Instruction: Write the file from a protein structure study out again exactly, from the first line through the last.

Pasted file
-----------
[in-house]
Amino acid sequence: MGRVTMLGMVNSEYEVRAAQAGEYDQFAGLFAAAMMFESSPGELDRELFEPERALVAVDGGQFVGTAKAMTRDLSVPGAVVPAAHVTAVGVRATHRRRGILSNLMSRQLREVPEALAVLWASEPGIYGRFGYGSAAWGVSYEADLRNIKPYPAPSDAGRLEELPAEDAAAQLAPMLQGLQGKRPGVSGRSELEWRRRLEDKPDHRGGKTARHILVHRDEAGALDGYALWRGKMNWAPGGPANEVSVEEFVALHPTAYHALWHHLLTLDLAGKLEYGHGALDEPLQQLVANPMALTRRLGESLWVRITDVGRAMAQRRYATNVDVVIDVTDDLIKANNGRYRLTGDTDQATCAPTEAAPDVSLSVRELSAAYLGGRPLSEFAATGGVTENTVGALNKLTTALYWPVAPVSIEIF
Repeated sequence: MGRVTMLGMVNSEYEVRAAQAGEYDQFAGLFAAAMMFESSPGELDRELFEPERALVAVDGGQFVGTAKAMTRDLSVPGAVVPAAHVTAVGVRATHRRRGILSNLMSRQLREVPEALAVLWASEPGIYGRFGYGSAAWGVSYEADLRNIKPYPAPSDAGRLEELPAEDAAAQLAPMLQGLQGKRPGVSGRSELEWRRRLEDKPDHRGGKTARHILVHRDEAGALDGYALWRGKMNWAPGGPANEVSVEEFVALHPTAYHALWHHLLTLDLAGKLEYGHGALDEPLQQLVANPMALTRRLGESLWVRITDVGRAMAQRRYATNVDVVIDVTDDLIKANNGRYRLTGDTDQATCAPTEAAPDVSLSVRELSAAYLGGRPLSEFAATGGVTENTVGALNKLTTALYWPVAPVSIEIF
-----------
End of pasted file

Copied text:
[in-house]
Amino acid sequence: MGRVTMLGMVNSEYEVRAAQAGEYDQFAGLFAAAMMFESSPGELDRELFEPERALVAVDGGQFVGTAKAMTRDLSVPGAVVPAAHVTAVGVRATHRRRGILSNLMSRQLREVPEALAVLWASEPGIYGRFGYGSAAWGVSYEADLRNIKPYPAPSDAGRLEELPAEDAAAQLAPMLQGLQGKRPGVSGRSELEWRRRLEDKPDHRGGKTARHILVHRDEAGALDGYALWRGKMNWAPGGPANEVSVEEFVALHPTAYHALWHHLLTLDLAGKLEYGHGALDEPLQQLVANPMALTRRLGESLWVRITDVGRAMAQRRYATNVDVVIDVTDDLIKANNGRYRLTGDTDQATCAPTEAAPDVSLSVRELSAAYLGGRPLSEFAATGGVTENTVGALNKLTTALYWPVAPVSIEIF
Repeated sequence: MGRVTMLGMVNSEYEVRAAQAGEYDQFAGLFAAAMMFESSPGELDRELFEPERALVAVDGGQFVGTAKAMTRDLSVPGAVVPAAHVTAVGVRATHRRRGILSNLMSRQLREVPEALAVLWASEPGIYGRFGYGSAAWGVSYEADLRNIKPYPAPSDAGRLEELPAEDAAAQLAPMLQGLQGKRPGVSGRSELEWRRRLEDKPDHRGGKTARHILVHRDEAGALDGYALWRGKMNWAPGGPANEVSVEEFVALHPTAYHALWHHLLTLDLAGKLEYGHGALDEPLQQLVANPMALTRRLGESLWVRITDVGRAMAQRRYATNVDVVIDVTDDLIKANNGRYRLTGDTDQATCAPTEAAPDVSLSVRELSAAYLGGRPLSEFAATGGVTENTVGALNKLTTALYWPVAPVSIEIF